# $G$ finite group, $H\leq G$ such that $C_G(x)\subseteq H\quad\forall x\in H$ such that $p\mid o(x)$

Suppose $G$ is a finite group and fix a prime $p$.

Let $H\leq G$ have the property that $C_G(x)\subseteq H$ whenever $x$ is an element of $H$ whose order is $p^\alpha, \alpha>0$ an integer. Then prove that $p$ cannot divide both $|H|$ and $|G:H|$.

I'm asking you to lend me an hand since it seems I'm stuck on the problem.

Thank you very much.

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Let $P$ be a Sylow subgroup of $G$ intersecting $H$ non-trivially. Let $x\in P\cap H$; what subgroup of $P$ are you certain is contained in $C_G(x)$? – user641 Oct 27 '11 at 19:27

If $p$ does not divide $H$, then the condition is satisfied vacuously, but the conclusion holds so there is nothing to do. So assume that $p|H$.

Let $P$ be a Sylow $p$-subgroup of $H$. If $P$ is not a Sylow $p$-subgroup of $G$, then there exists a subgroup $Q$ of $G$ that contains $P$, with $[Q:P]=p$. Now consider $Z(Q)$, which is nontrivial. If $Z(Q)\subseteq P\neq\{1\}$, then letting $x\in Z(Q)$, $x\neq 1$, gives an element of $P$ (hence of $H$) whose centralizer contains $Q$ (since $x\in Z(Q)$), so $Q\subseteq C_G(x)\subseteq H$, contradicting the fact that $P$ is a Sylow $p$-subgroup of $H$ and $Q$ is of order $p|P|$. Therefore, $Z(Q)\not\subseteq P = \{1\}$.

But since $Z(Q)$ is nontrivial, and $P$ is maximal in $Q$, this implies that $Q=PZ(Q)$. Therefore, if $x\in Z(P)$, then every element of $Q$ centralizes $x$; that is, $Z(P)=Z(Q)\cap P$. Since $P$ is a nontrivial $p$-group, $Z(P)\neq \{1\}$, so we can pick $x\in Z(P)\subseteq Z(Q)$, $x\neq 1$, and again we have $Q \subseteq C_G(x)\subseteq H$, contradicting the assumption that $P$ is a Sylow $p$-subgroup of $H$ and that $Q$ is a $p$-group properly containing $P$.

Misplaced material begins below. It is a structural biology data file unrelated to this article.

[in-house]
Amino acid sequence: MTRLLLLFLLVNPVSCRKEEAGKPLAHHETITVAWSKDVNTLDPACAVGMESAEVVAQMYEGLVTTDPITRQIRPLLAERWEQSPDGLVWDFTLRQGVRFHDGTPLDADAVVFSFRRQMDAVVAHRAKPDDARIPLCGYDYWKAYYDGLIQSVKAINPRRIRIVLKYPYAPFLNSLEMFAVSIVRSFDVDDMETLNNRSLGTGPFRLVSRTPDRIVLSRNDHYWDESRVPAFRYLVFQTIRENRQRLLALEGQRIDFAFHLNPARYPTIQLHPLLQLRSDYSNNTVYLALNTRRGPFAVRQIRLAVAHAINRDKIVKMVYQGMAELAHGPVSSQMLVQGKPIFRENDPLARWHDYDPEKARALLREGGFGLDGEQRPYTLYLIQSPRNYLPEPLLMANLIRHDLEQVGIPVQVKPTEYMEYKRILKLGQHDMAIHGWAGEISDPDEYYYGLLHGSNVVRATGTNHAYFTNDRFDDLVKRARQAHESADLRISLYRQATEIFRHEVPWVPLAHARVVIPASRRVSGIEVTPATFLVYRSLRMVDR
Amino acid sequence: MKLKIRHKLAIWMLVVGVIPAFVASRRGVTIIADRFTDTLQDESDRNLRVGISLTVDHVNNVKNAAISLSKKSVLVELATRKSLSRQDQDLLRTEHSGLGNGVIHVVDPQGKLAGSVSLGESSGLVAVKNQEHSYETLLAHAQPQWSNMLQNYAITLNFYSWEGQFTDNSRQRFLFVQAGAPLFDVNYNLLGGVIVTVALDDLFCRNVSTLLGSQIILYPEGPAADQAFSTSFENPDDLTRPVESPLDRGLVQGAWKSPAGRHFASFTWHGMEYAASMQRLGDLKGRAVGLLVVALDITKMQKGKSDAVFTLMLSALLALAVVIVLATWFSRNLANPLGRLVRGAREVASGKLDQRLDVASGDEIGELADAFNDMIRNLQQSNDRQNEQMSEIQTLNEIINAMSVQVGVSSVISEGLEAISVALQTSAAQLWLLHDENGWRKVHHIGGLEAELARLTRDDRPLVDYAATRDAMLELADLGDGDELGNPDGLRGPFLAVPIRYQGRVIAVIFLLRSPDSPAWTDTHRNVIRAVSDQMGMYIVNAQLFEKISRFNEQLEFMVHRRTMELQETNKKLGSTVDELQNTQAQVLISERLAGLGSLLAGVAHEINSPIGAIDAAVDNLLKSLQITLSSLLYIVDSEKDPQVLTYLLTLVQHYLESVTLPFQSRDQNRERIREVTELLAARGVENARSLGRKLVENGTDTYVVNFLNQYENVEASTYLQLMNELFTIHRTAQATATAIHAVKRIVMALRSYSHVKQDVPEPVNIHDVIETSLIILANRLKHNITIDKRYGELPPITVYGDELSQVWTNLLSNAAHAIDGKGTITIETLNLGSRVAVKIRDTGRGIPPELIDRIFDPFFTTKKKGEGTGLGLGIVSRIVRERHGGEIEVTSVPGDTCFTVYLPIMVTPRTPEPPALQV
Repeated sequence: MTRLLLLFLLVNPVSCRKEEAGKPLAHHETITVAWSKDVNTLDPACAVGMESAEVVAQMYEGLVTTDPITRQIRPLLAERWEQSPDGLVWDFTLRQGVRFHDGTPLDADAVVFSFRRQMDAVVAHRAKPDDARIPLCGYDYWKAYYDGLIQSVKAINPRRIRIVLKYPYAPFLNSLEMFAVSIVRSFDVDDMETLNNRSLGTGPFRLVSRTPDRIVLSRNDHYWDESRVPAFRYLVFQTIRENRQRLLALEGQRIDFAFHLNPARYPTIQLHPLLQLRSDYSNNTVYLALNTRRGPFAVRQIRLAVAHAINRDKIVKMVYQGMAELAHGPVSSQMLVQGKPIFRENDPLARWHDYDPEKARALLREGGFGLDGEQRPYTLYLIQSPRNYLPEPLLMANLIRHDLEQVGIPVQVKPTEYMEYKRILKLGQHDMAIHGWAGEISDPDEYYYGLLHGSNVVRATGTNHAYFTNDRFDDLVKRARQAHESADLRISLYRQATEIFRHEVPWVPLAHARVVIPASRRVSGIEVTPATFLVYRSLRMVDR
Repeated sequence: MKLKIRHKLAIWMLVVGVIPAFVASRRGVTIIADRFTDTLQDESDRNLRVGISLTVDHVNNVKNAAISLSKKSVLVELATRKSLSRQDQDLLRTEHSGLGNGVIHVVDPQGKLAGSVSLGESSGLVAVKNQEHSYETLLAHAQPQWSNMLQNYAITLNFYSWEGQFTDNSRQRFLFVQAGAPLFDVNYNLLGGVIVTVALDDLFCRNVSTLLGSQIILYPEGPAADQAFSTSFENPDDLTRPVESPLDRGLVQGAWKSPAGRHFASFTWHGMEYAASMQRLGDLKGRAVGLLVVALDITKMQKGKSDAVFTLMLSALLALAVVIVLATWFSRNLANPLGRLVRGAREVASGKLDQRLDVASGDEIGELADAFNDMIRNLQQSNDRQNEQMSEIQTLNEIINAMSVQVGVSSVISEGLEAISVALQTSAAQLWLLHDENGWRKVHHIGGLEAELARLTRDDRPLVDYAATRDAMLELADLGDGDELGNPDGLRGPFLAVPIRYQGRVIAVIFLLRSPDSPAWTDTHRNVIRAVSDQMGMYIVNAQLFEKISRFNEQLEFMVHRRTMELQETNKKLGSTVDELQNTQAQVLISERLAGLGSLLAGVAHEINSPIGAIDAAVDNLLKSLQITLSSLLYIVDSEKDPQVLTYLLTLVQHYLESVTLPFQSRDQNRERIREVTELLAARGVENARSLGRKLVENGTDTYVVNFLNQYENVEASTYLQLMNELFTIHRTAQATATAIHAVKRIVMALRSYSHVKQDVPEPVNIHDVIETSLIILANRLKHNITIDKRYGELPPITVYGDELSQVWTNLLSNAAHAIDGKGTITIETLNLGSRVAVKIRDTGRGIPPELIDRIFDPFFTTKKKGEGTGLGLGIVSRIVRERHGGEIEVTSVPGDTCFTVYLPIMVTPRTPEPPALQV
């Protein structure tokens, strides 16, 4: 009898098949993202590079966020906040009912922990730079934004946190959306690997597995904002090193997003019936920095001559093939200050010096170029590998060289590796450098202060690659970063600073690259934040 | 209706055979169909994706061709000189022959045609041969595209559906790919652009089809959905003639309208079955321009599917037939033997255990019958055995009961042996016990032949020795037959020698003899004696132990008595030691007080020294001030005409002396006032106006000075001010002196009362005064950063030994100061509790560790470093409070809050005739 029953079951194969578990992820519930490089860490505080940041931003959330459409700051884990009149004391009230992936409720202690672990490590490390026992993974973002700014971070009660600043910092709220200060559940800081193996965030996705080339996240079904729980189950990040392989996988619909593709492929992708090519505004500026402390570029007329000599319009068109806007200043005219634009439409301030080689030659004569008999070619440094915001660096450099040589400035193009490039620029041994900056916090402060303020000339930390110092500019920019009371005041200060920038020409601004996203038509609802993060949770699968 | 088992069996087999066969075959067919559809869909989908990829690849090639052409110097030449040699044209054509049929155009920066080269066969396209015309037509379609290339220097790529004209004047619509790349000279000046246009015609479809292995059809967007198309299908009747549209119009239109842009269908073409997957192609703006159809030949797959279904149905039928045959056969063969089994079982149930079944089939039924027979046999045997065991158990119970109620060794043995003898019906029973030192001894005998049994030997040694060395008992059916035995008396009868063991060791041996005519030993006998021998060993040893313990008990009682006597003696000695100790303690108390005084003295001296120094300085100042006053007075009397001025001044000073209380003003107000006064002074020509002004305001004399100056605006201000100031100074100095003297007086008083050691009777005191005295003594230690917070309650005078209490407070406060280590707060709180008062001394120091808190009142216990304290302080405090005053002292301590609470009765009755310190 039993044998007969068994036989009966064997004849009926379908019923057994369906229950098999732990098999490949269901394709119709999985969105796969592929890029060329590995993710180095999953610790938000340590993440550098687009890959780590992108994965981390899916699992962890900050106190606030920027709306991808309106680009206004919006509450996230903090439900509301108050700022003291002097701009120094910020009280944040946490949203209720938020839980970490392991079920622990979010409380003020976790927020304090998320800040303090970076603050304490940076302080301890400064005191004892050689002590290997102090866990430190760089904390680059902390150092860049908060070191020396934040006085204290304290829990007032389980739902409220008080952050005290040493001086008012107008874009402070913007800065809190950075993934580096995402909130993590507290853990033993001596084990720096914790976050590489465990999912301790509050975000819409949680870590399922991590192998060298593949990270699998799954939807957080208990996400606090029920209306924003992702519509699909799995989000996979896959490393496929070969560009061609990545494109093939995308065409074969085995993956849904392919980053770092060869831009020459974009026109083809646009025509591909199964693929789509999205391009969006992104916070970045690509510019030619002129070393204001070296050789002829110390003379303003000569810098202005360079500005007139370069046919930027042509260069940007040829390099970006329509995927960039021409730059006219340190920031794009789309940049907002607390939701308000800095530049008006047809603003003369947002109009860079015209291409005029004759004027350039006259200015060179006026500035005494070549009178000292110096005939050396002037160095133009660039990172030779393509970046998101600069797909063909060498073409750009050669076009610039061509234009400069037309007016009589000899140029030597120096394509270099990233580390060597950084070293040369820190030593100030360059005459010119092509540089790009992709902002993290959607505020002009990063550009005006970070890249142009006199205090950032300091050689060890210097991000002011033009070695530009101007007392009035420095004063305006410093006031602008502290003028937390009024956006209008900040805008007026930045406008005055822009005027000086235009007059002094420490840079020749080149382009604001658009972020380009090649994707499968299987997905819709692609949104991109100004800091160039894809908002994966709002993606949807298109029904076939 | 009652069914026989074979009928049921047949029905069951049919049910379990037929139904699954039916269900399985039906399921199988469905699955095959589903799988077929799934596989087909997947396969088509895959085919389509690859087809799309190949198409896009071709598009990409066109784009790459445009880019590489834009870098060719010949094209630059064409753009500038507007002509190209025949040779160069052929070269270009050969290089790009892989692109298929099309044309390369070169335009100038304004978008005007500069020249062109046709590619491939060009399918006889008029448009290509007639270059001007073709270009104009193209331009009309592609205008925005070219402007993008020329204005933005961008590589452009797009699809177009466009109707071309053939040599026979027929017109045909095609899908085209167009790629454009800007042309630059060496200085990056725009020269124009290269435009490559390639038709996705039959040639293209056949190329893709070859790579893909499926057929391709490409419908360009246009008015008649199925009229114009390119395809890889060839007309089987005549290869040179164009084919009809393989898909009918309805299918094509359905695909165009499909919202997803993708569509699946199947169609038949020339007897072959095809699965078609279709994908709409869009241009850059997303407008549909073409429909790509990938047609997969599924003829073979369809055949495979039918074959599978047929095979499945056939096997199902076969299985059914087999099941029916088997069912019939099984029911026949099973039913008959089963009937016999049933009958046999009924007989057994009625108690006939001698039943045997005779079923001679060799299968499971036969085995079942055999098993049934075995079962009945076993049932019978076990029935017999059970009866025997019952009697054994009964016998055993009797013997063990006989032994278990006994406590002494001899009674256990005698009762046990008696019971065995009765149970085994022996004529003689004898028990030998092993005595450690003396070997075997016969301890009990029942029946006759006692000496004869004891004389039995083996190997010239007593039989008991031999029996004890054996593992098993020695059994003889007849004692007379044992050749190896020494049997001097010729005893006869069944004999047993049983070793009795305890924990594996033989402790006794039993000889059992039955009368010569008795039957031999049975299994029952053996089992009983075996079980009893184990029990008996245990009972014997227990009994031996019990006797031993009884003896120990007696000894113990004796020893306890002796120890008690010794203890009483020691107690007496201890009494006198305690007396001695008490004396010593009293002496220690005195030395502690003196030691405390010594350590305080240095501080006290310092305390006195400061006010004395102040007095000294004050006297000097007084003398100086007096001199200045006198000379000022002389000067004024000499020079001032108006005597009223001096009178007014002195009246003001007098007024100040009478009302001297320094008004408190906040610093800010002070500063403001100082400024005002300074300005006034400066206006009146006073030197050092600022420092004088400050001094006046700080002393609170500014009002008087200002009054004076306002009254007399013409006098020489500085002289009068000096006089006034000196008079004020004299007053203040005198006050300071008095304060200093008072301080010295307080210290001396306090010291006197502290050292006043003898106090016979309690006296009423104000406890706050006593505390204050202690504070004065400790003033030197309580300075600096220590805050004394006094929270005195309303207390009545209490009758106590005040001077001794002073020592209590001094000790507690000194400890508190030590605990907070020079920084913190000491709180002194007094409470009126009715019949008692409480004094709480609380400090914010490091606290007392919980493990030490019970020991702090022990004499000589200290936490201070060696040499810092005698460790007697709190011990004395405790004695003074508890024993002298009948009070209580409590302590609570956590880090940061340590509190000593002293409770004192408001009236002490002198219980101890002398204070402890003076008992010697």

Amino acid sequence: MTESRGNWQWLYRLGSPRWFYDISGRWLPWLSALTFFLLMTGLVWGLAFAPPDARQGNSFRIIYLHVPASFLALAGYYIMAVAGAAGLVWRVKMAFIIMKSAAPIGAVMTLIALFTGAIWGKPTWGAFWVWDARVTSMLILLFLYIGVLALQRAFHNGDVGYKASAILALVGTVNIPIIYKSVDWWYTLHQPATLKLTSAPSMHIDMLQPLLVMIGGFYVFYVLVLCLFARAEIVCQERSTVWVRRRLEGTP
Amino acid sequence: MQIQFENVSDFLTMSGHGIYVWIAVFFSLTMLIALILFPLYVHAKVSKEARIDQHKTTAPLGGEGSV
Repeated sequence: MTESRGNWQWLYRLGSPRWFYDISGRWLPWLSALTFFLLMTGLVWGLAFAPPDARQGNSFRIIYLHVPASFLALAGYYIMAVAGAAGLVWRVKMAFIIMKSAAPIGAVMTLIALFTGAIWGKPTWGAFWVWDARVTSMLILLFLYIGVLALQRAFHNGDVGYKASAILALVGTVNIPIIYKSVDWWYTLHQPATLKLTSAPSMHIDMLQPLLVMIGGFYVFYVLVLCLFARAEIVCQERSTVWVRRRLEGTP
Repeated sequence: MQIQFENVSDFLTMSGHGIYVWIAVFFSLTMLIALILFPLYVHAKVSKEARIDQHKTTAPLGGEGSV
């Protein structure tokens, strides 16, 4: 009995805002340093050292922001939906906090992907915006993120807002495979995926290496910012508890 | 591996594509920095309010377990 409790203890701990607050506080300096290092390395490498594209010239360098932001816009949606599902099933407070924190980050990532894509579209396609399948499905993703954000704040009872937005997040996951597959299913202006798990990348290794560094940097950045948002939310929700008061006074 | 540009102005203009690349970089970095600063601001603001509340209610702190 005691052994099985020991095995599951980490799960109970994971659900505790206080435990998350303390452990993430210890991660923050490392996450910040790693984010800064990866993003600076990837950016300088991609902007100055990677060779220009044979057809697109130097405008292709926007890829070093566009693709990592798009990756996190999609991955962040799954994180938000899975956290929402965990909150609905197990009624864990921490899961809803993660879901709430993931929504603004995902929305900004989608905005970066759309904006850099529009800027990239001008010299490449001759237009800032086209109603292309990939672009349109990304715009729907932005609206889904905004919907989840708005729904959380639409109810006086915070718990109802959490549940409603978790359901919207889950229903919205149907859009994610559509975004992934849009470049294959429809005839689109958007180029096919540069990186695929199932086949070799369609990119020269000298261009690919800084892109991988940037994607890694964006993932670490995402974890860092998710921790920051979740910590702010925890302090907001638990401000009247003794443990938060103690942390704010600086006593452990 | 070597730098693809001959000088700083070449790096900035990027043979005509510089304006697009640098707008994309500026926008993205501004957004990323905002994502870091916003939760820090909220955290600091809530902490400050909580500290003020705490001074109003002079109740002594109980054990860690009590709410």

In either case, the assumption that $P$ is not a Sylow $p$-subgroup of $G$ leads to a contradiction, so if $p$ divides $|H|$, then the highest power of $p$ that divides $|H|$ equals the highest power of $p$ that divides $|G|$, so $|G:H|$ is not a multiple of $p$.

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thanks arturo.. For what concerns your doubt, i assure you that what i've written is copied exactly as it stands in the book. The statement there is the same, so i'm afraid i can't help you. – uforoboa Oct 27 '11 at 19:36
@uforoboa: I believe you; it's just weird because there can be no example where that happens: if $p||G|$, then the condition requires $p$ to divide $|H|$, since $H$ will contain elements of order $p$. – Arturo Magidin Oct 27 '11 at 19:38
@Arturo, you seem to be assuming something slightly stronger than the conditions in the claim. Doesn't the condition in the claim only say that if $x \in H$ and $o(p)=p^k$ for some $k$ then $C_g(x) \subset H$? In particular if $H$ contains no elements of order $p^k$ then $p$ divides $|G:H|$. – JSchlather Oct 27 '11 at 21:44
@Jacob: Oh! That explains it! – Arturo Magidin Oct 27 '11 at 21:45
@uforoboa: Please note that I misread the problem; I've added a solution to the actual problem. Still, it's probably best if you unaccept my answer for a while. – Arturo Magidin Oct 27 '11 at 21:55

Here is what I was suggesting in my comment:

The problem is vacuous, as Arturo mentions, if $p$ does not divide $|H|$. So suppose it does, and let $P$ be a Sylow p-subgroup of $G$ intersecting $H$ non-trivially. Let $x\in P\cap H$ be a non-trivial element of the intersection. Then we have, by the hypothesis, $$Z(P)\subset C_P(x)\subset C_G(x)\subset H.$$

Since $Z(P)$ is non-trivial, take a non-trivial $y\in Z(P)$; then again, since $Z(P)\subset H$, we have $$P\subset C_P(y)\subset C_G(y)\subset H,$$

and so $H$ contains a Sylow p-subgroup of $G$, implying that $[G:H]$ is not divisible by $p$.

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